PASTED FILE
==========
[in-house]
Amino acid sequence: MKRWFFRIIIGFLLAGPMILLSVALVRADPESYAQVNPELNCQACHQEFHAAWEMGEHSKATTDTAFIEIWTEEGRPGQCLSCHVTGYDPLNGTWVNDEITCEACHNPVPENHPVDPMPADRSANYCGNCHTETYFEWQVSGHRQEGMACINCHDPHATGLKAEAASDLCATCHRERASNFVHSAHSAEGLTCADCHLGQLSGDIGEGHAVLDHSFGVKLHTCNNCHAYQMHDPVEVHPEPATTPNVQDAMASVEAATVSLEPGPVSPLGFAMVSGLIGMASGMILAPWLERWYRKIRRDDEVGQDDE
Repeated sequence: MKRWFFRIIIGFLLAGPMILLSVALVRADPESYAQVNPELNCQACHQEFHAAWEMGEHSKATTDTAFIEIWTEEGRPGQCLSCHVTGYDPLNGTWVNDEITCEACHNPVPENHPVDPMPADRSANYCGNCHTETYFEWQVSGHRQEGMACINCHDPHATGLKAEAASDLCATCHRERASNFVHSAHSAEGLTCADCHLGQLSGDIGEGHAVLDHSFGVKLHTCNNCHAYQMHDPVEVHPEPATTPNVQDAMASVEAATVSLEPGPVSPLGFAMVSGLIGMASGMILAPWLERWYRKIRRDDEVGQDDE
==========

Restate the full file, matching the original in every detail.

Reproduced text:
[in-house]
Amino acid sequence: MKRWFFRIIIGFLLAGPMILLSVALVRADPESYAQVNPELNCQACHQEFHAAWEMGEHSKATTDTAFIEIWTEEGRPGQCLSCHVTGYDPLNGTWVNDEITCEACHNPVPENHPVDPMPADRSANYCGNCHTETYFEWQVSGHRQEGMACINCHDPHATGLKAEAASDLCATCHRERASNFVHSAHSAEGLTCADCHLGQLSGDIGEGHAVLDHSFGVKLHTCNNCHAYQMHDPVEVHPEPATTPNVQDAMASVEAATVSLEPGPVSPLGFAMVSGLIGMASGMILAPWLERWYRKIRRDDEVGQDDE
Repeated sequence: MKRWFFRIIIGFLLAGPMILLSVALVRADPESYAQVNPELNCQACHQEFHAAWEMGEHSKATTDTAFIEIWTEEGRPGQCLSCHVTGYDPLNGTWVNDEITCEACHNPVPENHPVDPMPADRSANYCGNCHTETYFEWQVSGHRQEGMACINCHDPHATGLKAEAASDLCATCHRERASNFVHSAHSAEGLTCADCHLGQLSGDIGEGHAVLDHSFGVKLHTCNNCHAYQMHDPVEVHPEPATTPNVQDAMASVEAATVSLEPGPVSPLGFAMVSGLIGMASGMILAPWLERWYRKIRRDDEVGQDDE